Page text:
March 26, 2009
Weekly Language Usage Tips: uninterested or disinterested, infer or imply
More on pretentious writing:
Curt reminded me of a phrase that I can’t believe I forgot because I find myself correcting it so often.
In order to should always be replaced by to.
Simpler, more straightforward, better.
Curt also pointed put that in conjunction with can usually be replaced with with . However, he notes, ”I think there are valid uses for in conjunction with, even though I can’t think of one.”
Can anyone think of an instance where in conjunction with is a better (or more necessary) choice than with?
David, from UCLA, made a valid point about some pretentious words:
In health services research, efficacious and effectiveness have different and specific meanings. A drug or technique that has been proven worthwhile in a clinical trial is efficacious. That same drug, when shown to perform the same way when used in the community (with docs who may or may not be as good as the trial docs, in patients who may be different than the study patients) is said to be effective. The distinction is not trivial; there are lots of drugs and procedures that are efficacious but not effective.
Tip 1: Uninterested or disinterested
These two words are not synonyms; in fact, their meanings are quite distinct. Uninterested means not concerned, indifferent.
He ignored all of the data; he seemed uninterested in discovering the truth. (He didn’t care about discovering the truth.)
Disinterested means impartial, neutral, unbiased.
A disinterested reviewer is best able to provide a fair score on a grant proposal. (An impartial reviewer is best.)
The distinction may be clearer in the following sentence.
A good judge will be disinterested as to a trial’s outcome but not uninterested in the trial itself. (A good judge will be unbiased as to the outcome but not indifferent to the trial.)
There are a couple of problems associated with these words that we should be aware of in our writing. First, while most people use uninterested correctly, many used disinterested incorrectly; they use it to mean uninterested. Although this is incorrect, such use persists, so it is best not to use disinterested at all–especially since there are other, unambiguous words, that can replace it (e.g., impartial, neutral). Second, while indifferent is synonymous with uninterested, many people confuse it with disinterested, that is, having no opinion or preference. So, indifferent is also an ambiguous word that would best be avoided. Instead, use uninterested, not interested, or another more universally understood expression.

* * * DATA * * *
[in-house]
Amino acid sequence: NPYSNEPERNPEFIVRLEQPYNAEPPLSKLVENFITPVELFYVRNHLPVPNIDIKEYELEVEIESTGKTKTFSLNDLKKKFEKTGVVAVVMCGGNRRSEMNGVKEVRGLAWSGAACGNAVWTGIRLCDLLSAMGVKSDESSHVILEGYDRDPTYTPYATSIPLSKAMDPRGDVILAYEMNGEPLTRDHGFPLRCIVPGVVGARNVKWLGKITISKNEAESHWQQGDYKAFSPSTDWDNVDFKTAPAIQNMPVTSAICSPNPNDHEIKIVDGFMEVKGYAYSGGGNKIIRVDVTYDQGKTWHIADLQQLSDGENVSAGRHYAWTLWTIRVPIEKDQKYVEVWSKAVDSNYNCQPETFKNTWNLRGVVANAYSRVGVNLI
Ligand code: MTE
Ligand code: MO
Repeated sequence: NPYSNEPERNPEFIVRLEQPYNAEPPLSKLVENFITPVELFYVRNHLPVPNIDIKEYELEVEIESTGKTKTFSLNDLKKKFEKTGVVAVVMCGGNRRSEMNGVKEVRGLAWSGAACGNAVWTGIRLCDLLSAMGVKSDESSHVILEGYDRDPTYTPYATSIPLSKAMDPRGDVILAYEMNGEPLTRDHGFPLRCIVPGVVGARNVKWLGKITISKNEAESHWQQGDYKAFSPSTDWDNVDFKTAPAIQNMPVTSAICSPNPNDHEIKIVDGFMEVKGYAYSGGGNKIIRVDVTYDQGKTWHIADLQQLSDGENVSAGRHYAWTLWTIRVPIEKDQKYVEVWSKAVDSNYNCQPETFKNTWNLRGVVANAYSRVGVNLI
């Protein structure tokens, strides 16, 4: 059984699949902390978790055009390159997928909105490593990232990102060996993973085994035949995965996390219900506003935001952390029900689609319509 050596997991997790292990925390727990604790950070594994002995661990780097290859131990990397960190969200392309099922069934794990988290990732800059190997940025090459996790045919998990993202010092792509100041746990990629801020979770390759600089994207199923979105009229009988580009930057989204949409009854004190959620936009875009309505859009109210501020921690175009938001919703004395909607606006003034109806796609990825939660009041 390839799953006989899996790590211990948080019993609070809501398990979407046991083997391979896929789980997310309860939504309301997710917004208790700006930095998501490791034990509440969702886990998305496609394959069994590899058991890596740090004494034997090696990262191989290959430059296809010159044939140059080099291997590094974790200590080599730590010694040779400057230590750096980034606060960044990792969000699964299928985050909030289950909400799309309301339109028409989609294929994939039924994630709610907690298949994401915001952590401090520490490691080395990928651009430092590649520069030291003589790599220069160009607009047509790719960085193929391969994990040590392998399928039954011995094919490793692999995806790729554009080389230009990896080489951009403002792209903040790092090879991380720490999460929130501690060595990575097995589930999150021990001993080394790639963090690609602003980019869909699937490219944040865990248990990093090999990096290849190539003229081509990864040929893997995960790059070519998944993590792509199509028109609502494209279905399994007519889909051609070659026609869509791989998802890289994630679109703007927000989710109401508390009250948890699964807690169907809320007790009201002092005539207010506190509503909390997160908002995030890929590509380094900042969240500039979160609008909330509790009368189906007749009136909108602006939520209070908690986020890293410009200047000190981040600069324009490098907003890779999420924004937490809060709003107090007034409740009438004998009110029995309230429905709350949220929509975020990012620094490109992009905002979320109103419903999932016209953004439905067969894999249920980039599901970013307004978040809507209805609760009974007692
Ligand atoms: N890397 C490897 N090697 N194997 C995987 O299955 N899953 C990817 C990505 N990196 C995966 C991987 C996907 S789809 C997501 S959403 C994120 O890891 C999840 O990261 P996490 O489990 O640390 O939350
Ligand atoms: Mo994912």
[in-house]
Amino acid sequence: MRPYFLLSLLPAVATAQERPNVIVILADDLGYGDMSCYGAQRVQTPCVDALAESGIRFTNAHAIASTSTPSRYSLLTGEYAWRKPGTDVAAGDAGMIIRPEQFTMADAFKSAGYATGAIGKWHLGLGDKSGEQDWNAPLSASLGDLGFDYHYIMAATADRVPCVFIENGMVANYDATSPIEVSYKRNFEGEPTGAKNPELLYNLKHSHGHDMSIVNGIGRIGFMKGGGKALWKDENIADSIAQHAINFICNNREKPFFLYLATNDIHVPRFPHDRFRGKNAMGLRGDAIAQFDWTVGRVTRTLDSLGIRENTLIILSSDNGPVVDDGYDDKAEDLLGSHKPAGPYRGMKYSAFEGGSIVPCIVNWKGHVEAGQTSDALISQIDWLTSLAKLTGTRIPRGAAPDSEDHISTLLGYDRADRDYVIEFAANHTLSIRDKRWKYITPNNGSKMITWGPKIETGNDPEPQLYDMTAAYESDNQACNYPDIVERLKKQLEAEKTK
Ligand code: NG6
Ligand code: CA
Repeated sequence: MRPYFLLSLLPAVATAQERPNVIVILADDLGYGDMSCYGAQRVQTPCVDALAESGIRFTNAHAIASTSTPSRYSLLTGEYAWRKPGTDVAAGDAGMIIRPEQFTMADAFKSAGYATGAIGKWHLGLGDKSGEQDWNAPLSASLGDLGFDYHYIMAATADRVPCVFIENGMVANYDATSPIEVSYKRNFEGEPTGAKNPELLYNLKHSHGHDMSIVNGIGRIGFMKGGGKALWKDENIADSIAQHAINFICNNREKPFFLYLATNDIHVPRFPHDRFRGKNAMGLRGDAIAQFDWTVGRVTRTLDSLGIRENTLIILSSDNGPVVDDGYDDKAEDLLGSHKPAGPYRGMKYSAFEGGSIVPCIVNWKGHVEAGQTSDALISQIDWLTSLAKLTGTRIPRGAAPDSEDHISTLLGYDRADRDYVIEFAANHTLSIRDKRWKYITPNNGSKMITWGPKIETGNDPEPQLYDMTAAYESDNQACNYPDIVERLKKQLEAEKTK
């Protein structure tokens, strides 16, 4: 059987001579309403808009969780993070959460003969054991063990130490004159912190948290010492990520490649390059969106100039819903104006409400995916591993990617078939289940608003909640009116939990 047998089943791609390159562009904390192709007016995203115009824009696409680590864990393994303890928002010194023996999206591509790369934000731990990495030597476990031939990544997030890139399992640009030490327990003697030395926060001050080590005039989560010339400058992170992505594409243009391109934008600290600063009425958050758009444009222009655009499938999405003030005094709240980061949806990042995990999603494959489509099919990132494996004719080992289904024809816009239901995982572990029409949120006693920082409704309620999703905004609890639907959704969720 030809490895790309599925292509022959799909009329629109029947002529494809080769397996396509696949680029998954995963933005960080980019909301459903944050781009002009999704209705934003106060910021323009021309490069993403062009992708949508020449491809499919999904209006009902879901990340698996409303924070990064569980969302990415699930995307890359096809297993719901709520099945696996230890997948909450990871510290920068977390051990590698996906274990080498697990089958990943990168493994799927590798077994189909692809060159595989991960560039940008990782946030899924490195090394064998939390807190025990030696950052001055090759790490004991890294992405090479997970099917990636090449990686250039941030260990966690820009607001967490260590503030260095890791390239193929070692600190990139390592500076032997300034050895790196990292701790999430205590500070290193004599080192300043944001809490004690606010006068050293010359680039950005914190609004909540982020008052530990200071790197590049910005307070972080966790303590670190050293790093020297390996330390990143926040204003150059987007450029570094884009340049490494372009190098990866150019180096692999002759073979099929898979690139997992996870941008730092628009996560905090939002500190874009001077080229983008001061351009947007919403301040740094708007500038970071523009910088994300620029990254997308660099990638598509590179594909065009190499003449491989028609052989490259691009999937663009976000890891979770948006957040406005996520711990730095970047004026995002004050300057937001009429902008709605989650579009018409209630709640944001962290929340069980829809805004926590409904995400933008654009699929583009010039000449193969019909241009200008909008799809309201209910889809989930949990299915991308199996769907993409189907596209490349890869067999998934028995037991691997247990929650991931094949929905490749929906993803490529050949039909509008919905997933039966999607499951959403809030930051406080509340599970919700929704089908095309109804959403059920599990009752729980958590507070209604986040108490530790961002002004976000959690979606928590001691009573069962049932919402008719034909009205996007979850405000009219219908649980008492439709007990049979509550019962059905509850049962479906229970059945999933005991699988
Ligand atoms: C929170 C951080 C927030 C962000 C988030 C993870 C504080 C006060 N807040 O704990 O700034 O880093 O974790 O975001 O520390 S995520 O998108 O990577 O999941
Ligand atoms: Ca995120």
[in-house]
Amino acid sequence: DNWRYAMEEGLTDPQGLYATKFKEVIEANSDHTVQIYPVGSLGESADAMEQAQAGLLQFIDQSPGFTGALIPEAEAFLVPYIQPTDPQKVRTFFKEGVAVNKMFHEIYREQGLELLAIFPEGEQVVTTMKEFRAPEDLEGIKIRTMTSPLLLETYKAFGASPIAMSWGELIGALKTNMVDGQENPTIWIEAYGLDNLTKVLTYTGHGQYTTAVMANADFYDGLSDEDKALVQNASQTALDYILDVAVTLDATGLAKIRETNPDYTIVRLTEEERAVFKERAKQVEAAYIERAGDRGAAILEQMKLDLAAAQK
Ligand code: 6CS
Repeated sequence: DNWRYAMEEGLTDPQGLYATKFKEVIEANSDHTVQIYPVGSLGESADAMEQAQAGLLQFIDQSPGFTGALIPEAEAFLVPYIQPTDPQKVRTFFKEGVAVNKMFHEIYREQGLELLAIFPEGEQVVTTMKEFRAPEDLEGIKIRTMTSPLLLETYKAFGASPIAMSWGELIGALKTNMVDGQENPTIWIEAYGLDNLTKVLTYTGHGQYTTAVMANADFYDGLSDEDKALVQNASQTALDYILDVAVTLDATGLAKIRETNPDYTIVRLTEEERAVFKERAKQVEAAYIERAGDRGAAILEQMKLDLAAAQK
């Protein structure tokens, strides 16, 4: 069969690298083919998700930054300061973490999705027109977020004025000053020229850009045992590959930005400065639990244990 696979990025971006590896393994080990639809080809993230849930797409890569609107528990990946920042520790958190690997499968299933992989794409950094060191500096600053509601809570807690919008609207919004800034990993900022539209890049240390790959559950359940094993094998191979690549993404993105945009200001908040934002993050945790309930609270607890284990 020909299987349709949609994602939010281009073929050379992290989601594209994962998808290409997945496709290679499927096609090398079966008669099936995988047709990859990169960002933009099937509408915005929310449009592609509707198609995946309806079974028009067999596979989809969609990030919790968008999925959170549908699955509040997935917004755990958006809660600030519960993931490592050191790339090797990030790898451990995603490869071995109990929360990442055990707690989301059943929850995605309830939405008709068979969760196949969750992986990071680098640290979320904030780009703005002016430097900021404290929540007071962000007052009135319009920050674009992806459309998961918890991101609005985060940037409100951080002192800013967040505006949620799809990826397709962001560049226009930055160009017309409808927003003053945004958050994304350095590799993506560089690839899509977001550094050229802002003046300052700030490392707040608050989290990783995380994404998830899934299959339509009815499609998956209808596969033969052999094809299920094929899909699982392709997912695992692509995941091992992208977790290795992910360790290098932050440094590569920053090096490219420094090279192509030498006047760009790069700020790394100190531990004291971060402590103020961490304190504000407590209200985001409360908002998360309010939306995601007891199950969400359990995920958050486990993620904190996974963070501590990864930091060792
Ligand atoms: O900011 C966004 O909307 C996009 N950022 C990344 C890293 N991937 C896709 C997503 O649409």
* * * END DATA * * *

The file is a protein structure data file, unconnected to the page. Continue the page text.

Tip 2: Imply or infer
Like the often confused words noted above, imply and infer are words that are sometimes used interchangeably. This is incorrect. Imply means to hint or state indirectly. Infer means to deduce or draw a conclusion. The speaker or writer (the sender of the information) implies. The reader or listener (the receiver of the information) infers.
Are you inferring that my lectures are boring? WRONG
Are you implying that my lectures are boring? RIGHT
When members of the audience started to stand, the guest lecturer implied it was time to wind up. WRONG
When members of the audience started to stand, the guest lecturer inferred it was time to wind up. RIGHT
Seems simple, right? Evidently not so for everyone:
From Mike Huckabee’s blog, Huck Pack:
Michael Steele’s Recent Comments
by Mike Huckabee (March 12, 2009)
… For Chairman Steele to even infer that taking a life is totally left up to the individual is not only a reversal of Republican policy and principle, but it’s a violation of the most basic of human rights–the right to life, liberty, and the pursuit of happiness.
It would be inappropriate to comment on the politics in this forum (although I am sorely tempted), but the grammar is another story. Mr. Huckabee meant imply. Huckabee means For Chairman Steele to even hint at something… We, the listeners, can infer from his writing that Mr. Huckabee needs a refresher course in grammar.